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1675 E. Melrose St.
Gilbert, AZ 85297




Hospital for Special Surgery

Medical School

University of Utah

Fellowship Training

Kerlan-Jobe Orthopaedic Clinic

Hospital Affiliations

Arizona Spine & Joint Hospital
Banner Baywood Medical Center
Banner Ironwood Medical Center
Banner Gateway Medical Center
Gateway Surgery Center
Mercy Gilbert Medical Center
Phoenix Children’s Hospital
Arizona General Hospital–Mesa

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You may be asked to use a sling following surgery. This should be worn at all times until you follow up in clinic. You can loosen the strap around your neck when you are seated and awake.

MOVING YOUR ELBOW: This is dependent on your procedure.

You may squeeze a ball with your arm in the sling to help decrease swelling in your hand. If you are not immobilized by a splint, it is OK for you to move your hand, wrist and elbow gently throughout the day.

Ulnar Nerve Transposition: You will be placed in a dressing during surgery. If this is not a hard splint, you may begin gentle passive range of motion (under power of your non-operative arm). Your surgeon will remove the dressing and/or splint at your first clinic visit and explain how to progress your range of motion.

Elbow Ligament Reconstruction or Repair: You will be placed in a splint or brace during surgery. Your surgeon will remove the splint in clinic and explain how to progress your range of motion. At that time a removeable brace will be dispensed, and will be worn typically for 6-12 weeks.

Elbow Arthroscopy: You may be placed in a splint during surgery. If this is not a hard splint, you may begin gentle passive range of motion (under power of your non-operative arm). Your surgeon will remove the dressing and/or splint at your first clinic visit and explain how to progress your range of motion.


Please note that with the dressings placed during surgery, you may notice decreased benefit from the ice. Often placing the ice adjacent to the surgical site, such as in the armpit, increases the effectiveness. Use as needed and if you notice benefit. Ice is most helpful in the first 3 days after surgery, but may help up to 2 weeks after surgery. We do not recommend that you use heat, as this can increase swelling.

If you chose not to purchase an ice machine, you may use a commercially available ice bag or fill a large plastic bag with ice and water. (Do not place a plastic bag directly on your skin, but place a towel on your elbow in between your skin and the ice bag.) You can ice your elbow 20 minutes on and 20 minutes off throughout the day. Do not ice your arm longer than 30 minutes at a time, as this can cause frost bite.


Leave your dressing clean and dry and do not remove it prior to your postoperative clinic visit. Your surgeon will remove the dressing and discuss wound care at that time. If you have excessive swelling in your hand, and if elevation does not alleviate this, it is OK to loosen the ACE bandages without removing the splint.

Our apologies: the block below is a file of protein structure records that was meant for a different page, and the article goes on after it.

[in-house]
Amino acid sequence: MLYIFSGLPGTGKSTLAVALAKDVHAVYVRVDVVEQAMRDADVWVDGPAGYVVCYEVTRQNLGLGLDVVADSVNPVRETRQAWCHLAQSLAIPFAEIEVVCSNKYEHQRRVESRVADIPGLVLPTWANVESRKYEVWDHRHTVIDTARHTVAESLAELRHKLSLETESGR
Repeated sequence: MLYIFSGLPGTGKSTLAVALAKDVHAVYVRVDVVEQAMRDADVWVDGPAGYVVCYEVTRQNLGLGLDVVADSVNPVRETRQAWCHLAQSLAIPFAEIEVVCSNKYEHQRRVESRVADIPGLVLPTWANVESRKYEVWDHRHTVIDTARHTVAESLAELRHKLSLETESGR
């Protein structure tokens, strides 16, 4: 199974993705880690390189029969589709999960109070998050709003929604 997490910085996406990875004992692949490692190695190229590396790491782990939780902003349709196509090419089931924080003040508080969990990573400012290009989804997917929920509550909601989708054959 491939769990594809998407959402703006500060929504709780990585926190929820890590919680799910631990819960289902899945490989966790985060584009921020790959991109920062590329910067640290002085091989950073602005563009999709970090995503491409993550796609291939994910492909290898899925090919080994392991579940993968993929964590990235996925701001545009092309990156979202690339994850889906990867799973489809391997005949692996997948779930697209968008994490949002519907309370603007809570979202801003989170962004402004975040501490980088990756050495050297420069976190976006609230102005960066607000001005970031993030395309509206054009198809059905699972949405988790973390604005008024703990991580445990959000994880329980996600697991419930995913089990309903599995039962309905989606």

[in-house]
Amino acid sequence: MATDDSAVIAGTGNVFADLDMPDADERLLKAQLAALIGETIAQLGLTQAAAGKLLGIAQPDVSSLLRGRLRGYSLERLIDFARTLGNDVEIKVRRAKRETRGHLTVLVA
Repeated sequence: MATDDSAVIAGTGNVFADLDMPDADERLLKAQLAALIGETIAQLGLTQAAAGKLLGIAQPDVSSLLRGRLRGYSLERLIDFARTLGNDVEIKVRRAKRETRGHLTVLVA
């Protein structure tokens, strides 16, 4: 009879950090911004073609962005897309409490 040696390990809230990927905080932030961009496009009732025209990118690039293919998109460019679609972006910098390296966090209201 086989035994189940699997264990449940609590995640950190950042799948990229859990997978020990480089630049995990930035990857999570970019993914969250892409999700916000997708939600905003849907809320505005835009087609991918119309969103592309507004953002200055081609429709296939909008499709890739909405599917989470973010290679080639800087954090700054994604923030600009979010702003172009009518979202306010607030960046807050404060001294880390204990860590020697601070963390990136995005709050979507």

Narcotic pain medicine (such as Percocet – oxycodone or Norco – hydrocodone): Take this AS NEEDED only. Start with Percocet (stronger) if given a prescription for multiple narcotics. Transition to Norco (less potent) as your pain improves. You may stop narcotics whenever you can tolerate the pain. Do not take additional Tylenol (also called acetaminophen) with these medicines, as they already have Tylenol in them. You may SUBSTITUTE Tylenol for a narcotic pill if you choose to. Be certain that you do not exceed the maximum Tylenol dose as noted on the Tylenol bottle.

Stool softener: Pain medicines often cause constipation. It is best to take most of this medicine with some food, as it can cause a little stomach upset.

Diclofenac: This anti-inflammatory may assist in pain control, but more importantly prevents your body from forming abnormal bone around the hip as a result of the surgery and helps prevent blood clots.

Zofran (ondansetron): You may take this medication if you are having nausea or vomiting. You may also take the Phenergan pill with a pain pill to increase the effectiveness of the pain pill if needed.

Robaxin (methocarbamol): This muscle relaxer may help with spasms experienced commonly after elbow surgery.

ONLY if no tendon or ligament repair was performed: It is OK to take over-the-counter NSAIDs

(Ibuprofen, Motrin, Advil, Naproxen, Aleve etc…) along with your pain medicine to increase the pain relief. You may take UP TO 4 Advil (800mg Ibuprofen) THREE times a day. You may take UP TO 2 Aleve twice a day.


You should have a follow-up appointment with your surgeon in about 2 weeks. You may also have an additional visit with the Physician Assistant typically within 5-7 days of your surgery. Call (480) 964-2908 right away if you do not have an appointment already scheduled. We will check your incisions and remove any sutures at the 2-week visit. We will also answer any specific questions you may have about your surgery. You should start Physical Therapy as directed, as many patients benefit from PT after elbow surgery.

CALL OUR OFFICE at (480) 964-2908 with any urgent or emergent questions or concerns that you may have, or if you develop swelling in your leg with calf pain, swelling that will not go away when you elevate your leg, a temperature above 101.4, or drainage from your incisions.

If you experience high fever (above 102.5), chest pain, difficulty breathing, fainting: go to an Emergency Department close to your house.

Schedule your appointment today!